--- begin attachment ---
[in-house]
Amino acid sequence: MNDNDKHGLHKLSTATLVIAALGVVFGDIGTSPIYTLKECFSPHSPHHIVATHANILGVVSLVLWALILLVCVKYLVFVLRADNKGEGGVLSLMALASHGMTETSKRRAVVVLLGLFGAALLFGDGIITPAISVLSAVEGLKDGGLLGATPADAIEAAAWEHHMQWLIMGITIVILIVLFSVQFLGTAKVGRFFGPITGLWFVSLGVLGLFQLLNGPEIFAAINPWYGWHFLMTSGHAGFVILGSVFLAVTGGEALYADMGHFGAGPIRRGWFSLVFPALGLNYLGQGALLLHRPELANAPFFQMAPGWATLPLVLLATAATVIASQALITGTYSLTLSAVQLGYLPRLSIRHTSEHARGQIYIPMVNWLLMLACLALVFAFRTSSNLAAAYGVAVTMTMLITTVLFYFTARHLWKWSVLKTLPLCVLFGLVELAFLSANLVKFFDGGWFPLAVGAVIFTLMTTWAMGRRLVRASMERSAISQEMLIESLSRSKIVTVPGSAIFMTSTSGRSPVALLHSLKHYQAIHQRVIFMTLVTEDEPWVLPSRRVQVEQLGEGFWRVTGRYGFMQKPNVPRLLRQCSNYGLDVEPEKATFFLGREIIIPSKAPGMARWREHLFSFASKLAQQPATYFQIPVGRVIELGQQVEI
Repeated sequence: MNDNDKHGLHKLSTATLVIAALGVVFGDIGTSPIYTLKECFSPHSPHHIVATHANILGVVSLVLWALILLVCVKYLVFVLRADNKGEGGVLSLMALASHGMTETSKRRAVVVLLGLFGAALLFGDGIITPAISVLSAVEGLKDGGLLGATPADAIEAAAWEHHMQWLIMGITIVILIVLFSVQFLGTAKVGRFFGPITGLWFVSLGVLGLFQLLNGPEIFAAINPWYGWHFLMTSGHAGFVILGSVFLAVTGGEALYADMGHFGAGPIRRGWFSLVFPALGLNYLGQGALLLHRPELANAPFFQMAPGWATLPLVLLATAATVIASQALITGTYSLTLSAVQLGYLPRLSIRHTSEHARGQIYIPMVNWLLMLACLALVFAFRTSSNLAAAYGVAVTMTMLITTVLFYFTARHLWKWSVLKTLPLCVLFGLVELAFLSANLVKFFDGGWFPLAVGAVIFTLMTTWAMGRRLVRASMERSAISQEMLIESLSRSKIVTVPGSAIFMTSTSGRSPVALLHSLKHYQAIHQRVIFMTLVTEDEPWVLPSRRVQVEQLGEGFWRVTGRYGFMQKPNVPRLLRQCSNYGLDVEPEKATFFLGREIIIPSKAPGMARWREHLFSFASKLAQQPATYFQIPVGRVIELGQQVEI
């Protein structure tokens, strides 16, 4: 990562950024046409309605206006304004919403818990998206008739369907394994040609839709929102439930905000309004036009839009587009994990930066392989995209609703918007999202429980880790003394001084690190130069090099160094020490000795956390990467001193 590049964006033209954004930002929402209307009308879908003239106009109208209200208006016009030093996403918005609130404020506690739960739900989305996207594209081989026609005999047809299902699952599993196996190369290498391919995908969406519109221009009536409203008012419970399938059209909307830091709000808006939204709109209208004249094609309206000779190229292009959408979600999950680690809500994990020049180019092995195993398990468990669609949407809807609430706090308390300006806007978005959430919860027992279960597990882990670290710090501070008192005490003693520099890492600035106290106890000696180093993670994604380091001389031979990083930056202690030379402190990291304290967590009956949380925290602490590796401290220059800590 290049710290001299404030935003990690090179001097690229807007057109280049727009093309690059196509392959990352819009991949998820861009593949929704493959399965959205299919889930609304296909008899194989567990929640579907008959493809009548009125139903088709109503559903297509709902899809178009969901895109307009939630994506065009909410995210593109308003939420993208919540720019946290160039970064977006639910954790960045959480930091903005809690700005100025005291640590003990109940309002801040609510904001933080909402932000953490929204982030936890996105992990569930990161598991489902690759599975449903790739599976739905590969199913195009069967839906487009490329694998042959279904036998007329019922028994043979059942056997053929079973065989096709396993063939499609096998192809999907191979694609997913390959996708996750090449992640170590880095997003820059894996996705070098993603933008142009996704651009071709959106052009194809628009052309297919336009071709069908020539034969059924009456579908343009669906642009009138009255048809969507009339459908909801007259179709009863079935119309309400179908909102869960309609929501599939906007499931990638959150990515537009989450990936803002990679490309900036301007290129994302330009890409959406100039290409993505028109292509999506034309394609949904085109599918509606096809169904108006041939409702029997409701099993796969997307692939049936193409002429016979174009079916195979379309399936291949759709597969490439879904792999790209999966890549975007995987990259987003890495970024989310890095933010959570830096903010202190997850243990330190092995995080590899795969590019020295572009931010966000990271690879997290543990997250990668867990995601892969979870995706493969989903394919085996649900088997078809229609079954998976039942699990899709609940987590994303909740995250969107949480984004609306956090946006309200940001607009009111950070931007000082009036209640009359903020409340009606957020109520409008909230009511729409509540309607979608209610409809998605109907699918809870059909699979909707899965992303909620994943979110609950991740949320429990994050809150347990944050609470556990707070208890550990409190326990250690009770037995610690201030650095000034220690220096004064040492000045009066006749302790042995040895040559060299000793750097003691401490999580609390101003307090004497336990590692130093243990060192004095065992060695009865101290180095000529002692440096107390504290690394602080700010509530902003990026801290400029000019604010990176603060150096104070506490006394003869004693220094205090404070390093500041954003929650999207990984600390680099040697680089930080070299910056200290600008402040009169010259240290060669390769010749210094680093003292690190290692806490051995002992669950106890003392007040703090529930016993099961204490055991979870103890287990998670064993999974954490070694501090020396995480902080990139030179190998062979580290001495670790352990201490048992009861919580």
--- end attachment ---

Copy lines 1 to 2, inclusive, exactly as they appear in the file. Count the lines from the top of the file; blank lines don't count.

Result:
[in-house]
Amino acid sequence: MNDNDKHGLHKLSTATLVIAALGVVFGDIGTSPIYTLKECFSPHSPHHIVATHANILGVVSLVLWALILLVCVKYLVFVLRADNKGEGGVLSLMALASHGMTETSKRRAVVVLLGLFGAALLFGDGIITPAISVLSAVEGLKDGGLLGATPADAIEAAAWEHHMQWLIMGITIVILIVLFSVQFLGTAKVGRFFGPITGLWFVSLGVLGLFQLLNGPEIFAAINPWYGWHFLMTSGHAGFVILGSVFLAVTGGEALYADMGHFGAGPIRRGWFSLVFPALGLNYLGQGALLLHRPELANAPFFQMAPGWATLPLVLLATAATVIASQALITGTYSLTLSAVQLGYLPRLSIRHTSEHARGQIYIPMVNWLLMLACLALVFAFRTSSNLAAAYGVAVTMTMLITTVLFYFTARHLWKWSVLKTLPLCVLFGLVELAFLSANLVKFFDGGWFPLAVGAVIFTLMTTWAMGRRLVRASMERSAISQEMLIESLSRSKIVTVPGSAIFMTSTSGRSPVALLHSLKHYQAIHQRVIFMTLVTEDEPWVLPSRRVQVEQLGEGFWRVTGRYGFMQKPNVPRLLRQCSNYGLDVEPEKATFFLGREIIIPSKAPGMARWREHLFSFASKLAQQPATYFQIPVGRVIELGQQVEI